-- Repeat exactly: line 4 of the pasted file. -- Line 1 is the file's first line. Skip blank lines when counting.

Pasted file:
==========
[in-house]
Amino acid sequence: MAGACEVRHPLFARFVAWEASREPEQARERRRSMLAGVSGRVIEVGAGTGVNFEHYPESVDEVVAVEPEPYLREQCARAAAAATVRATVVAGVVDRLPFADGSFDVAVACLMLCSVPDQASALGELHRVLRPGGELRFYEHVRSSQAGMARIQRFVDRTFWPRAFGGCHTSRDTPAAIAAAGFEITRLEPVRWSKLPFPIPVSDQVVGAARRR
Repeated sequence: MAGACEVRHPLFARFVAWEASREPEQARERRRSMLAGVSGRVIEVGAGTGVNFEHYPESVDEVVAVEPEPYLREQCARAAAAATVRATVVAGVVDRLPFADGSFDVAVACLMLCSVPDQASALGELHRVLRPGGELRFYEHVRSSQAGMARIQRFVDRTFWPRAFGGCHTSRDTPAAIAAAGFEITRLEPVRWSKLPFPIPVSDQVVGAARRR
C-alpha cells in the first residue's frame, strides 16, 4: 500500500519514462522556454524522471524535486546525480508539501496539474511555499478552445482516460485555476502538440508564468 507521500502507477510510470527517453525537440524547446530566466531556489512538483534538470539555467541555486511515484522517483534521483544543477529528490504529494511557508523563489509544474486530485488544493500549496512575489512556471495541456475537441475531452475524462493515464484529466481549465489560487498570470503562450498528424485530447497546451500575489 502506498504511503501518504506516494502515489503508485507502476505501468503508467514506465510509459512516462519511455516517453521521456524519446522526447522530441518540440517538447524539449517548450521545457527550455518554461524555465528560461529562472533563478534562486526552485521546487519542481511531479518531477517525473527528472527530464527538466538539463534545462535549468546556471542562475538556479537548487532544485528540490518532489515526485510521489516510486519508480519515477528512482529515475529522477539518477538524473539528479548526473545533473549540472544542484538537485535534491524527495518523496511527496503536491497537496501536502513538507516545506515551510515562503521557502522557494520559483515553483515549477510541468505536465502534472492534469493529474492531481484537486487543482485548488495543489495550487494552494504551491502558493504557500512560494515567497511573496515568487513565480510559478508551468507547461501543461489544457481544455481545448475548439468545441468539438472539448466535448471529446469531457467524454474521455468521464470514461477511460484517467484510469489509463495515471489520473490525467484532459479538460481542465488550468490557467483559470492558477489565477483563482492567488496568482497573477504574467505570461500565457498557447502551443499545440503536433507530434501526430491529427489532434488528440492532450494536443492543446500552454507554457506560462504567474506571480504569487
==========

C-alpha cells in the first residue's frame, strides 16, 4: 500500500519514462522556454524522471524535486546525480508539501496539474511555499478552445482516460485555476502538440508564468 507521500502507477510510470527517453525537440524547446530566466531556489512538483534538470539555467541555486511515484522517483534521483544543477529528490504529494511557508523563489509544474486530485488544493500549496512575489512556471495541456475537441475531452475524462493515464484529466481549465489560487498570470503562450498528424485530447497546451500575489 502506498504511503501518504506516494502515489503508485507502476505501468503508467514506465510509459512516462519511455516517453521521456524519446522526447522530441518540440517538447524539449517548450521545457527550455518554461524555465528560461529562472533563478534562486526552485521546487519542481511531479518531477517525473527528472527530464527538466538539463534545462535549468546556471542562475538556479537548487532544485528540490518532489515526485510521489516510486519508480519515477528512482529515475529522477539518477538524473539528479548526473545533473549540472544542484538537485535534491524527495518523496511527496503536491497537496501536502513538507516545506515551510515562503521557502522557494520559483515553483515549477510541468505536465502534472492534469493529474492531481484537486487543482485548488495543489495550487494552494504551491502558493504557500512560494515567497511573496515568487513565480510559478508551468507547461501543461489544457481544455481545448475548439468545441468539438472539448466535448471529446469531457467524454474521455468521464470514461477511460484517467484510469489509463495515471489520473490525467484532459479538460481542465488550468490557467483559470492558477489565477483563482492567488496568482497573477504574467505570461500565457498557447502551443499545440503536433507530434501526430491529427489532434488528440492532450494536443492543446500552454507554457506560462504567474506571480504569487